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- Communication Improvement
- Education and Training 9
- Error Reporting and Analysis 5
- Human Factors Engineering 1
- Logistical Approaches 2
- Quality Improvement Strategies 10
- Specialization of Care 7
- Teamwork 3
- Clinical Information Systems 9
- Diagnostic Errors 1
- Discontinuities, Gaps, and Hand-Off Problems 23
- Delirium 1
- Medication Safety 35
- Internal Medicine 21
- Nursing 1
- Pharmacy 13
- Family Members and Caregivers 1
- Health Care Executives and Administrators 23
Health Care Providers
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- Non-Health Care Professionals 5
- Patients 11
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Tools/Toolkit > Toolkit
Massachusetts Coalition for the Prevention of Medical Errors, Betsy Lehman Center for Patient Safety and Medical Error Reduction, Massachusetts Medical Society.
This form can help patients document their prescriptions and other health information prior to visits with health care providers.
Journal Article > Study
Coleman EA, Smith JD, Raha D, Min S. Arch Intern Med. 2005;165:1842-1847.
This study suggests that nearly 15% of patients discharged after hospitalization experience a medication discrepancy. Using data from 375 adults, investigators also discovered that the contributing factors to these discrepancies were split among patient- and system-related issues. The five most common medication classes implicated were anticoagulants, diuretics, angiotensin-converting enzyme inhibitors, lipid-lowering agents, and proton pump inhibitors. The authors conclude that use of a medication discrepancy tool can identify problems leading to medical errors, poor quality of care for chronic conditions, and unsafe transitions across care settings.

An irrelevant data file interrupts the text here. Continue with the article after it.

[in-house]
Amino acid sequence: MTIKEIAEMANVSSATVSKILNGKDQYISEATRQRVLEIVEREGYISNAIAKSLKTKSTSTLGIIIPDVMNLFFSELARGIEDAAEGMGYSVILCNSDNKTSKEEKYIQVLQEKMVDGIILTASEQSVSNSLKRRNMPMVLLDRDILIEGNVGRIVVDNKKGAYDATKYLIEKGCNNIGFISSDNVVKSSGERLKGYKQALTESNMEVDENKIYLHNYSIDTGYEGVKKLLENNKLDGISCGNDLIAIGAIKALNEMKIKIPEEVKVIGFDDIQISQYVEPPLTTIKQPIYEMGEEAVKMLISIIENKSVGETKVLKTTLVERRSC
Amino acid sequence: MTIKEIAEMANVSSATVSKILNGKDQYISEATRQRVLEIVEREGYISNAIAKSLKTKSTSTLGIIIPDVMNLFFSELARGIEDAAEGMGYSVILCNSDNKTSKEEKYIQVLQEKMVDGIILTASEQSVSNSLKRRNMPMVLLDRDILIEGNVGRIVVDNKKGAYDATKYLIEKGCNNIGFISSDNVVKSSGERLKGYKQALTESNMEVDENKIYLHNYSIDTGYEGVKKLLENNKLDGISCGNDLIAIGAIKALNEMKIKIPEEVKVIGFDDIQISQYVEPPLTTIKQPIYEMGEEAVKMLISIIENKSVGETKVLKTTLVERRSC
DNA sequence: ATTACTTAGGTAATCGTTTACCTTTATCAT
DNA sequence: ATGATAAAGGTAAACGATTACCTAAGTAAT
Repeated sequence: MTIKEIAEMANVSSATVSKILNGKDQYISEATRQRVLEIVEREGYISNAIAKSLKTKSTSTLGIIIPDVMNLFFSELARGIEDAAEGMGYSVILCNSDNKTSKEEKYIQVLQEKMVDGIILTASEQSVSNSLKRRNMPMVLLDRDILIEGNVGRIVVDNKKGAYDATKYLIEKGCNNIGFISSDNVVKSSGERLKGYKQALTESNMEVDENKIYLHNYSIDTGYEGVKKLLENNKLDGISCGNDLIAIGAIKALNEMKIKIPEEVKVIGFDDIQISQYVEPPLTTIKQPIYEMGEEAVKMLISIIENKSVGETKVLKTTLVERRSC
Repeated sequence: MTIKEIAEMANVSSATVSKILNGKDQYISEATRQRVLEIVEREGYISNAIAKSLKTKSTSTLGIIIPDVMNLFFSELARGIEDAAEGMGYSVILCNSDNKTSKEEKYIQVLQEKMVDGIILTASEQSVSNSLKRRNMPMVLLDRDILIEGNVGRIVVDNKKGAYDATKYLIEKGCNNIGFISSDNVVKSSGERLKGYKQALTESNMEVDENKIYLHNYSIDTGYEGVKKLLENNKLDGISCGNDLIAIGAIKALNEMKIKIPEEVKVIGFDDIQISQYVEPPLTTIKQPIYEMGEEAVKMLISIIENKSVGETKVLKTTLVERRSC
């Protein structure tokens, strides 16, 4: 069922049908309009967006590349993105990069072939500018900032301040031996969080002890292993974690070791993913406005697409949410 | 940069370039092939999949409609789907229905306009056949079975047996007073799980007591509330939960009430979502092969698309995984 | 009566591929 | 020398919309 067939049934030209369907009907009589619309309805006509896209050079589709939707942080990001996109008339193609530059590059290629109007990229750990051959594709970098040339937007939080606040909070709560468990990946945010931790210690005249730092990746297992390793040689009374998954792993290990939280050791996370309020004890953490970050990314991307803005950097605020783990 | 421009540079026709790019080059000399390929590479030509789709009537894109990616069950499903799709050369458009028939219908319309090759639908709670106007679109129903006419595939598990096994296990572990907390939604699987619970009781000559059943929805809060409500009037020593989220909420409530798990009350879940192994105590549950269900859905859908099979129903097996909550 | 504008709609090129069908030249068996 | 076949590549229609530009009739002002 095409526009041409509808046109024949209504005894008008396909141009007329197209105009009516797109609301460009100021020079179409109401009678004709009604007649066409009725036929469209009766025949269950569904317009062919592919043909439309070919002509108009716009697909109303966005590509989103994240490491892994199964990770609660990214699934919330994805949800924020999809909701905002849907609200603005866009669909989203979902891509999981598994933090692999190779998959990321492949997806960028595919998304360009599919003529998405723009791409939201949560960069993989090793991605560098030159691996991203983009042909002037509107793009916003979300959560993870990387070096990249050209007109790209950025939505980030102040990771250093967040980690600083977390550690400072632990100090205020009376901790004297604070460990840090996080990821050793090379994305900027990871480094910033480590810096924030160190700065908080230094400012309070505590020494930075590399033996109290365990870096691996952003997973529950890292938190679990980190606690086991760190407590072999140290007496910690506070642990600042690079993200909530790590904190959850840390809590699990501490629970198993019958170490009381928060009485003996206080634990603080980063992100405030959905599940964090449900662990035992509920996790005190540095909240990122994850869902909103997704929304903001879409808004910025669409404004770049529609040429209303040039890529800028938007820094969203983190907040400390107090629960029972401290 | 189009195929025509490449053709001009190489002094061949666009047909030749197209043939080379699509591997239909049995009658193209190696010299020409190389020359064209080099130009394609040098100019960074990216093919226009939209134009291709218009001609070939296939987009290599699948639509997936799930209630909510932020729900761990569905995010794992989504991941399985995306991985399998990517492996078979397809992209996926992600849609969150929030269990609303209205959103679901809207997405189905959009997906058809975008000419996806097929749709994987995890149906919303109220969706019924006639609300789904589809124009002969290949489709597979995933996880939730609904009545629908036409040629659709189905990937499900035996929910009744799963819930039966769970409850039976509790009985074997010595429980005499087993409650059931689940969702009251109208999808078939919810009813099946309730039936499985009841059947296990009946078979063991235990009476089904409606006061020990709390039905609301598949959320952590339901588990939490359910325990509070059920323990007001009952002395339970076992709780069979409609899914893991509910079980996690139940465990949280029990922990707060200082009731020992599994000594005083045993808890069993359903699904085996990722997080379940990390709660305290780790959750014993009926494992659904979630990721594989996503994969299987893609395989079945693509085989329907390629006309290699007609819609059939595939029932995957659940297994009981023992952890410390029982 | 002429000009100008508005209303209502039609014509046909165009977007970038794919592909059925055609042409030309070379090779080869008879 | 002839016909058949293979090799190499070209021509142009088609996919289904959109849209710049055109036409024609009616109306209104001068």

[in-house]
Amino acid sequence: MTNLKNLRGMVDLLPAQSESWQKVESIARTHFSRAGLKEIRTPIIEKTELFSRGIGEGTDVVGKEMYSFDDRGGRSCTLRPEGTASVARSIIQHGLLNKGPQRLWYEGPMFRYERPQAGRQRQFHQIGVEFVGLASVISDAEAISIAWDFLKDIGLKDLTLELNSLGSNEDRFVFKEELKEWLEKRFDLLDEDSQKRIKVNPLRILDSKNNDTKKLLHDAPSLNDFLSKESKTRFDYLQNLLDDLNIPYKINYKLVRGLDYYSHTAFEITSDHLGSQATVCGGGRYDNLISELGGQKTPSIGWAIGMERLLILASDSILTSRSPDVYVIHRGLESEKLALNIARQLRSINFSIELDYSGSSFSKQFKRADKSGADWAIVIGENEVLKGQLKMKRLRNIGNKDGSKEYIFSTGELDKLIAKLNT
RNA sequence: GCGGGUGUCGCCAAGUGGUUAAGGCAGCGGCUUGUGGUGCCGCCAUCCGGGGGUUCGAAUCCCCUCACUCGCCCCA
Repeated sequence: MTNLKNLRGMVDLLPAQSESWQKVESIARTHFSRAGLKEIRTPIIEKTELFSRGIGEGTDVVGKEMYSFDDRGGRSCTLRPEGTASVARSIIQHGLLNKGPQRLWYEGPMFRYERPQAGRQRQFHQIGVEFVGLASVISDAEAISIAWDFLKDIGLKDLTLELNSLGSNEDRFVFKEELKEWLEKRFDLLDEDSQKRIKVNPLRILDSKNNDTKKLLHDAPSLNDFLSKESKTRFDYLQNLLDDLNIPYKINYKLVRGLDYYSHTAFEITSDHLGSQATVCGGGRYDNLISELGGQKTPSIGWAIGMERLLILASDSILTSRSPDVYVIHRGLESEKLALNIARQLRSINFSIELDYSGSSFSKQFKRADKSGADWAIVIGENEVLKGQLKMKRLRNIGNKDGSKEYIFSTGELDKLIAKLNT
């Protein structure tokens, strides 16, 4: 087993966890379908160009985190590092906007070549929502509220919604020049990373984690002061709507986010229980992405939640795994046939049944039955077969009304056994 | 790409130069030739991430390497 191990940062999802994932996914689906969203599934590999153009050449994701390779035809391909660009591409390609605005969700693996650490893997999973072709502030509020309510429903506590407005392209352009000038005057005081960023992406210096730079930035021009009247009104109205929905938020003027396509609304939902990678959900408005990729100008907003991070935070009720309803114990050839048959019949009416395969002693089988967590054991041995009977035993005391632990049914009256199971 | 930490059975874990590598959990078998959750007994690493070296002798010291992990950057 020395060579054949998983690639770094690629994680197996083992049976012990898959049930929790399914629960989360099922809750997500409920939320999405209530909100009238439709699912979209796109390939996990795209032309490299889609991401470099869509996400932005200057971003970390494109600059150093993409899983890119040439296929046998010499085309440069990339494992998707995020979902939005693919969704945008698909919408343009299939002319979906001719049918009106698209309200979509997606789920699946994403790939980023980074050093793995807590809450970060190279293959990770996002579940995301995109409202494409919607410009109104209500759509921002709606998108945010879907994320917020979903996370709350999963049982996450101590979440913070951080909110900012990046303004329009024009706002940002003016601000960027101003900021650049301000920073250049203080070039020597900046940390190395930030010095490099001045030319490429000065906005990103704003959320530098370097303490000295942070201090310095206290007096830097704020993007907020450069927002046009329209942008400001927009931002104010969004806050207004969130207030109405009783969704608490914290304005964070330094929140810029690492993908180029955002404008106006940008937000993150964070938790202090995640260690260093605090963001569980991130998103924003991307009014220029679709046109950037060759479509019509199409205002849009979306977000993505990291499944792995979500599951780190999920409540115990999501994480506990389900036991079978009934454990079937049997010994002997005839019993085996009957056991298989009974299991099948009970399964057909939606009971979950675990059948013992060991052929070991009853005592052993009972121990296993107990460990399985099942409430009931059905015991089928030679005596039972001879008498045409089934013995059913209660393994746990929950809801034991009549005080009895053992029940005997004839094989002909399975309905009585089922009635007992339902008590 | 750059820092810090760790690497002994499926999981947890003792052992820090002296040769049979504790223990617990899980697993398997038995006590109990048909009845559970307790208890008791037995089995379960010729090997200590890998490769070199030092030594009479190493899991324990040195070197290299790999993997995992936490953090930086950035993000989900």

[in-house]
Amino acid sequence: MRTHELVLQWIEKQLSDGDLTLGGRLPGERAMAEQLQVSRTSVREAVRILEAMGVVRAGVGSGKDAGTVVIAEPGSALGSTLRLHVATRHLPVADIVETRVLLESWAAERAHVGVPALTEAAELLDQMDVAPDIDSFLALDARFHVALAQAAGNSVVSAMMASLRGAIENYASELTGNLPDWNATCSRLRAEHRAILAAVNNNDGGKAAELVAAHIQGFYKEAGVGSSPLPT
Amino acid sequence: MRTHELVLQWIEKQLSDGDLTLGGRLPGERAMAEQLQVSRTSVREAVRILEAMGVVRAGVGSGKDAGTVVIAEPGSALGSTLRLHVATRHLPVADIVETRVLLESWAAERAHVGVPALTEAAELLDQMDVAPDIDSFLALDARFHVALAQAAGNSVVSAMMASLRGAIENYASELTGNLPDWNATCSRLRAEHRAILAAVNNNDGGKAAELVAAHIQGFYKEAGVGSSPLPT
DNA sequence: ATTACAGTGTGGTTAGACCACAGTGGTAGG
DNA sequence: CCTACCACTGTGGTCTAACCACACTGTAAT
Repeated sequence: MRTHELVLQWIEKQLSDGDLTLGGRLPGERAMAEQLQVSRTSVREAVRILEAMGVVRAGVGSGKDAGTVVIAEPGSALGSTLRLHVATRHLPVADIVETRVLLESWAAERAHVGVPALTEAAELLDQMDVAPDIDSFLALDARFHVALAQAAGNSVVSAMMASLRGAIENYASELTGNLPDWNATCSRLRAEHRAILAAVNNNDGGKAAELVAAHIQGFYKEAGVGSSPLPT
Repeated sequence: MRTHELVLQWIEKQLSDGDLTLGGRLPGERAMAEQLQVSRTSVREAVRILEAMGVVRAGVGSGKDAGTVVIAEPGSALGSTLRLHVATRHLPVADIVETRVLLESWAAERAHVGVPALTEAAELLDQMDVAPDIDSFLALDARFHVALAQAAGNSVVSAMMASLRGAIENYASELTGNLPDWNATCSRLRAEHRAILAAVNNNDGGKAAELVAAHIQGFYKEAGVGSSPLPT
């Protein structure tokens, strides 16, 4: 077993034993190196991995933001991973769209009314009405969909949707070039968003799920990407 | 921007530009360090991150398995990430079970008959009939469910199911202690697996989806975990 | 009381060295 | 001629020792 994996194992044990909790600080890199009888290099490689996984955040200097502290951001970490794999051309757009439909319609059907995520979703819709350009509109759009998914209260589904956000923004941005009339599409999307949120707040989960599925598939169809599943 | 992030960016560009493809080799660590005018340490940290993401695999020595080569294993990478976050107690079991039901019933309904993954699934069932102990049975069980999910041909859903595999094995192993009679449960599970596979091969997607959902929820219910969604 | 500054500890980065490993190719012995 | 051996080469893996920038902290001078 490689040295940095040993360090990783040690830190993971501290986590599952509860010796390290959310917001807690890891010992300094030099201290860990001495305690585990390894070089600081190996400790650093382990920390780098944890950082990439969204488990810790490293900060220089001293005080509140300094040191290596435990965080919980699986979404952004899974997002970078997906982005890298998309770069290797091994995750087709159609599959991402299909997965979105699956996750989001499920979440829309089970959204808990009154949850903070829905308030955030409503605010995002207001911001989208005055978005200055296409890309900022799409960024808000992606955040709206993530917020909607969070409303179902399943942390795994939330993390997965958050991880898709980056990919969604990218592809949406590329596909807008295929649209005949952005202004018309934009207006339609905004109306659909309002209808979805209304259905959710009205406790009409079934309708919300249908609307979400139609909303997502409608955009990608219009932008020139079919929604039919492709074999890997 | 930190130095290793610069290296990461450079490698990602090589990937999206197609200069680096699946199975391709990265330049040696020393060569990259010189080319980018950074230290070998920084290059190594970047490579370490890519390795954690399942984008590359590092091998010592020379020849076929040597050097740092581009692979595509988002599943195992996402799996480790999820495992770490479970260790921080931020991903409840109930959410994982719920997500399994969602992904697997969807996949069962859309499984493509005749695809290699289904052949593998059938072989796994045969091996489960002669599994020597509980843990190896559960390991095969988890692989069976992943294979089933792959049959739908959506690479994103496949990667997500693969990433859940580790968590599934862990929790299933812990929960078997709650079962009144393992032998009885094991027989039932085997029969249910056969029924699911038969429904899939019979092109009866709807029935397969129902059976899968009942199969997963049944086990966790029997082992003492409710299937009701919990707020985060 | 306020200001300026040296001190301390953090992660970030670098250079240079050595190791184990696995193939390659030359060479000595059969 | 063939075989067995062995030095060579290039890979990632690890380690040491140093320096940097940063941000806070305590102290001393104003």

Young D. Am J Health Syst Pharm. 2005;62:1340-1342.
This article summarizes comments made at the second meeting of the Committee on Identifying and Preventing Medication Errors. Topics covered include teamwork, engaging patients, medication reconciliation, access to information, and hospital design.
Journal Article > Study
Porter SC, Kohane IS, Goldmann DA. J Am Med Inform Assoc. 2005;12:299-305.
This study examined the utility of a multimedia kiosk to capture parents' knowledge of their children's asthma medication history. Investigators compared the parental information with that documented by emergency department providers. Results suggested greatest accuracy in medication name followed by route of delivery, form of medication, and dose. The authors conclude that patient-derived data can be effective in improving current deficits in medication documentation during emergency department visits.